Tuesday, June 18, 2019

Busy Day, Sun Came Out

We had to be at the language school at 8.  It had thundered a lot during the night.  Loudly.  So I didn’t get as much sleep as I would have liked.  But we learned from our first bus trip, and this time we asked people to help us get off at the right stop.  It’s hard when it’s dark and rainy.  But all went well.

Classes were great.  There were only three new people and they rated us at different levels, so we ended up with private lessons.  There are also two holidays this week, so we only get three days instead of five.  But they calculate the private lessons as worth more time than group lessons.  And mine were prefect for me.

We got our sim cards into working order and we now have What’s App, because lots of people don’t get actual talking on their phone - text and internet, and call people using What’s App.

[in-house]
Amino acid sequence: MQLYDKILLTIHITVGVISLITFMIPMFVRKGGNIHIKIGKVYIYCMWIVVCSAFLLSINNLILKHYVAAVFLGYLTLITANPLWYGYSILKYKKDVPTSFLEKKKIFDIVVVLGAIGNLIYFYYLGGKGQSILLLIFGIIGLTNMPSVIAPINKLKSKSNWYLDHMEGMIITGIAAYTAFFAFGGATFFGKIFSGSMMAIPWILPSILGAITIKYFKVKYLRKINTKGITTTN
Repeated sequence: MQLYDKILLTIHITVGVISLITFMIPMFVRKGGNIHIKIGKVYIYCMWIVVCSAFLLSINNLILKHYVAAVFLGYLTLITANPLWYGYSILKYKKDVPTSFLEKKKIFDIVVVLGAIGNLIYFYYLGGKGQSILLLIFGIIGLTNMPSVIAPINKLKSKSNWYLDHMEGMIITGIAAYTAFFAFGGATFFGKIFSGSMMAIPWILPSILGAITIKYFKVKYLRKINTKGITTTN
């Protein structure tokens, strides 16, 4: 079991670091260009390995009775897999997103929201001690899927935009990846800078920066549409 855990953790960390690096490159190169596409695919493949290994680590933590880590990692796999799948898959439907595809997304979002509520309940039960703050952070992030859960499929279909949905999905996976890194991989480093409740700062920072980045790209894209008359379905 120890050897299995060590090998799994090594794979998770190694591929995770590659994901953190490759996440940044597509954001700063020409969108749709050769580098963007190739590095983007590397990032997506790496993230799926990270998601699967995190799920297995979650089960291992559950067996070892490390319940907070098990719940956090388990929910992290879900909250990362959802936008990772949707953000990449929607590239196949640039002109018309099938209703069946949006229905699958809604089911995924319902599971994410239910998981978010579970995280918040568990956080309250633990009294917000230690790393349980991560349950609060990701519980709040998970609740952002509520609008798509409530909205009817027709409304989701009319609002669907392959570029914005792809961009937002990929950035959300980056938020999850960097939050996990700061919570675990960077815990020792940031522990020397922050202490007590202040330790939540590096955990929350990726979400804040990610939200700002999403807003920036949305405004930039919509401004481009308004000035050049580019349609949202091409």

We had a tour of San Martin Square - we were told he was the liberator of Argentina and Chile and handed the baton to Simon Bolivar in Peru.  How come we all know about Bolivar, but not Martin?  I don’t know.

Then we were able to see a doctor at the Deutsches Hospital, but he said he rather wait a few more days to take our her stitches.  They’re ok, but a few more days would be better.

And then I’ve been doing homework all evening.  Pictures are:

1. Statue of San Martin
2. Our first sunshine in Argentina (we got here Saturday, and I’m writing Tuesday night)
3. Milo, our host’s dog

Monday, June 17, 2019

Güemes Died, The Clouds Cried